a flawed public opinion survey.
The visitors shoveled a blizzard of statistics at the audience in their PowerPoint slides, suggesting once again that you can prove just about anything if you have enough statistics. That’s essentially the theme of the book How To Lie with Statistics, which has been on high school and college reading lists for decades.
You also can scare the bejesus out of people with stories of rail’s alleged failure in mainland cities and the costs of Oahu’s needed infrastructure improvements, but in the end, left unmentioned in the presentations was rail’s key deliverable:
Adrian Moore of the Reason Foundation “proved” with his statistics that high-occupancy toll roads are not Lexus Lanes that serve only the well-to-do. He or someone else “proved” this by writing down the makes of cars being driven on toll roads and surmising that Fords and Chevys are driven by poorer people – hence, even poor people use HOT lanes.
John Charles of Cascade Policy spent virtually all his time showing how transit oriented development has allegedly failed in Portland, OR and therefore will fail here, too. That’s the implication, but despite all the stats about mainland travel and references to things that didn’t work out so well there, the canned presentations avoided the realities of space and transportation on Oahu.
Nobody stepped up with graphics or anything resembling a concept that could inject HOT lanes into Honolulu’s urbanized environment – just vague references to a managed lane “proposal” that’s really no proposal at all.
That’s it – no further explanation required, Mr. O’Toole reasons, yet that’s exactly the result you’d expect when suburbs are built that require continued dependence on America’s car culture for mobility.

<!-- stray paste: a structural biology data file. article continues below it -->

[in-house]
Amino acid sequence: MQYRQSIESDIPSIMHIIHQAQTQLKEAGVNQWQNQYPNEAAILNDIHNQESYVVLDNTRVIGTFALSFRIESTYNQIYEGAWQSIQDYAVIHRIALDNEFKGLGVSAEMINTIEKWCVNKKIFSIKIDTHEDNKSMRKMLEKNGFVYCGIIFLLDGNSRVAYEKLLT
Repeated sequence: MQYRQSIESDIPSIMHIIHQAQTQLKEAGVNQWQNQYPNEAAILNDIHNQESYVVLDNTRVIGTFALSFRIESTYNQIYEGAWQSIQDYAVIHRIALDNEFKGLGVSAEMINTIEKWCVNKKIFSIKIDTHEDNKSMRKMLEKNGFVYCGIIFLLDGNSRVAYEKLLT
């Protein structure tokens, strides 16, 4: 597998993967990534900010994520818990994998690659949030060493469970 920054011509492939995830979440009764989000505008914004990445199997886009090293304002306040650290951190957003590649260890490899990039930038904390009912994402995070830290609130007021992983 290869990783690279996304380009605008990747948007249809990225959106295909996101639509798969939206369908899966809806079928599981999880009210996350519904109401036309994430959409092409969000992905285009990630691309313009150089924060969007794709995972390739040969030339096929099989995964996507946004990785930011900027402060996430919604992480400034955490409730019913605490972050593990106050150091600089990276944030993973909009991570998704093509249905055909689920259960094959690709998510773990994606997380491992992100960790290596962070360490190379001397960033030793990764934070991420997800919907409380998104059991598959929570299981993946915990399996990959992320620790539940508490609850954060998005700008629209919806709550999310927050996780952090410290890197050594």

Oahu’s population growth is being channeled to west Oahu, a region bordered by mountains and an ocean, unlike Atlanta and Houston and other mainland cities mentioned in the visitors’ statistical presentations. Left unaddressed by these highway advocates is Honolulu’s unique long and lean layout that transit experts for decades have said is ideal for a rail transit system.
But the underlying statistical snow job within all the presentations last night can be heard locally, too. We call it:
If that’s true, it’s therefore also true that building more highways hasn’t reduced traffic congestion either. Congestion increases with the growth in population and vehicles, and even adding more highway lanes results in "induced traffic" on them. It’s not a difficult concept, so why is it so hard for talk show hosts to understand?
Using the same reasoning, it’s also true that no city in the world has reduced its solid waste volume by building more sewage treatment plants. It happens!
So it went with last night’s rhetoric (it’ll be repeated at noon today in the City Hall complex), much of which deserved to be shredded and left in a statistical waste dump for all the relevance it had for Oahu residents. We’ll have more tomorrow on what motivates these “hired guns” to show up all over the country with their anti-rail dog-and-pony shows.
And showing up in Kapolei wasn’t easy. The photo below was taken on our drive from town to the forum and illustrates what commuters living on the west side deal with twice a day. Note the bus creeping along with the rest of us in the high-occupancy-vehicle lane.